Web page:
I am irrevocably lazy and yes, the angels never cease weeping for me. I have to write about Hilda Doolittle after Ezra Pound, so what else can I do but reproduce an ancient post from 2006? From my birthday in 2006, to be precise. I find that today I don’t have anything to add to what I wrote about her three years ago, except perhaps to note that she hung out with Marianne Moore & Carlos Williams, as well as unfortunately E.P. And also that the label H.D. Imagiste feels like a big antibiotically-clean sign carved in some announcing crystalline material. Maybe black emerald or crystal jet.
Sept 10, 2006:
Guess who else was born on September 10? Hilda Doolittle. A few years before me, of course. Not a poet one is drawn to, on the face of it. A close associate of Ezra Pound – always a name to make one’s mind begin to think about nipping off quickly to do something else. He called her H.D. Imagiste, it appears. Imagism, I learn this instant, was a movement in early 20th century Anglo-American poetry that favoured precision of imagery, and clear, sharp language. The Imagists rejected the sentiment and artifice typical of much Romantic and Victorian poetry.
I’m sorry I have not known anything of my co-birthdayee before. These two poems by her are really sticking with me today. (The first one is apparently her most-quoted and most-anthologized poem so I must have been buying the wrong anthologies. “Oread” by the way, is the name of a mountain nymph – not a typo and an imperative):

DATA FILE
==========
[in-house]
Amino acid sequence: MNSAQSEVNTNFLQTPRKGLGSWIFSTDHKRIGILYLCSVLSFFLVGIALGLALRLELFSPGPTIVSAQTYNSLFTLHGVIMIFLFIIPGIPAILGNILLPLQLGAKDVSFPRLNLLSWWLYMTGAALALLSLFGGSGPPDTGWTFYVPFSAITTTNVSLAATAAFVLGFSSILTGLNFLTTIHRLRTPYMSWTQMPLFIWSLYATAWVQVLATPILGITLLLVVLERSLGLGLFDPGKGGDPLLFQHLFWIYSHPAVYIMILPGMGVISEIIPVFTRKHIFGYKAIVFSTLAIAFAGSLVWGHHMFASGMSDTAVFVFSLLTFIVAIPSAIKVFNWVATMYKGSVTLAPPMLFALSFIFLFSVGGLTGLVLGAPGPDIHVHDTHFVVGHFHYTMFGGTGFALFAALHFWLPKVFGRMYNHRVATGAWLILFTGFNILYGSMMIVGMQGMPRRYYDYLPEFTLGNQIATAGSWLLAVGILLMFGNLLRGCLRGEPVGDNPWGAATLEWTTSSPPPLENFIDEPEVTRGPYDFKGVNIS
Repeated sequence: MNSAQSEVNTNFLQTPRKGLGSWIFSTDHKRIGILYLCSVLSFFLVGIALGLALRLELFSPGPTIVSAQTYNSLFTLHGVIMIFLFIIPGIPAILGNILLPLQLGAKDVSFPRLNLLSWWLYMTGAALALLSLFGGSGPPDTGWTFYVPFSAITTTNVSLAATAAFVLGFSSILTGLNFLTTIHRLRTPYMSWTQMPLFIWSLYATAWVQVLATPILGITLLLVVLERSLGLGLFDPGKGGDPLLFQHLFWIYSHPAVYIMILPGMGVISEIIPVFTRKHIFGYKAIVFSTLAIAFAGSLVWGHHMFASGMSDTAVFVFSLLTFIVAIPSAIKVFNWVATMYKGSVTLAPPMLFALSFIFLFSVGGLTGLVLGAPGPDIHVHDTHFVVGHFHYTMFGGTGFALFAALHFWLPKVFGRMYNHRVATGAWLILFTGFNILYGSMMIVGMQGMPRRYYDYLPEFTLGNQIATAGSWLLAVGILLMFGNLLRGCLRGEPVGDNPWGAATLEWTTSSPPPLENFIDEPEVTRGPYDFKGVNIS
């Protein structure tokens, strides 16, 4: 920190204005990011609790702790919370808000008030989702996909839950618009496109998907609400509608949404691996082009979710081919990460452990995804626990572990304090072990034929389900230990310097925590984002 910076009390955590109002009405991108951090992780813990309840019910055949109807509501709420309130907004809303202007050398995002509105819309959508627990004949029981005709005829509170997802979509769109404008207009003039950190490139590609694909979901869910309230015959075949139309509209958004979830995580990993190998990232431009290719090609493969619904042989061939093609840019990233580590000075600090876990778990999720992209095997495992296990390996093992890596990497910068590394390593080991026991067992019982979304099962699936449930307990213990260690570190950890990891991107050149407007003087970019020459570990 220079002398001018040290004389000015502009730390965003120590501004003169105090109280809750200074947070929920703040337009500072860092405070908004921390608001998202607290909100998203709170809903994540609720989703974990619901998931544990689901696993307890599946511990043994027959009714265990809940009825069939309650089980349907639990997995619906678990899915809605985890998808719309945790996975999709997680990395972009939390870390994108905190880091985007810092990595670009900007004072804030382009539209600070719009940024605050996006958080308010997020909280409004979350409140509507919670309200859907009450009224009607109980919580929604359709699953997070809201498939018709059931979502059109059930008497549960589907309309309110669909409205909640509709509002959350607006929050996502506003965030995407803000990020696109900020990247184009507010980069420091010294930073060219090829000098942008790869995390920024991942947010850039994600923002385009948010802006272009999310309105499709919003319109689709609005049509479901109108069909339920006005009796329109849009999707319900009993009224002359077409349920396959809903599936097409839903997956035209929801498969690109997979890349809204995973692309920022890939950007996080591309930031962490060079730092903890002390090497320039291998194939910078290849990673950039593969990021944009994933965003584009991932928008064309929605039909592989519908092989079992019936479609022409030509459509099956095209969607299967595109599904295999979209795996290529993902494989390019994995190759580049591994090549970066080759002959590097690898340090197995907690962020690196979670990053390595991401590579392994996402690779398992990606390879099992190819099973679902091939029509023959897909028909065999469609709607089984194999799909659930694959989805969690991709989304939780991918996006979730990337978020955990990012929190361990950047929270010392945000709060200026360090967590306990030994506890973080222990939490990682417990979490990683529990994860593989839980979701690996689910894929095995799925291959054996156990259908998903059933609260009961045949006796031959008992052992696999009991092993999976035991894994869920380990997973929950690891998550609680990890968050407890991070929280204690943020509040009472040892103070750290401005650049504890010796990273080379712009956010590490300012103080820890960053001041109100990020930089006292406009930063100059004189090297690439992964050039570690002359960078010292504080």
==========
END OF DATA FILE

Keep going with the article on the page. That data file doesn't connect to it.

Whirl up, sea—
whirl your pointed pines.
Splash your great pines
on our rocks.
Hurl your green over us,
cover us with your pools of fir.
Stars Wheel in Purple
by H. D.
Stars wheel in purple, yours is not so rare
as Hesperus, nor yet so great a star
as bright Aldeboran or Sirius,
nor yet the stained and brilliant one of War;
stars turn in purple, glorious to the sight;
yours is not gracious as the Pleiads are
nor as Orion’s sapphires, luminous;
yet disenchanted, cold, imperious face,
when all the others blighted, reel and fall,
your star, steel-set, keeps lone and frigid tryst
to freighted ships, baffled in wind and blast.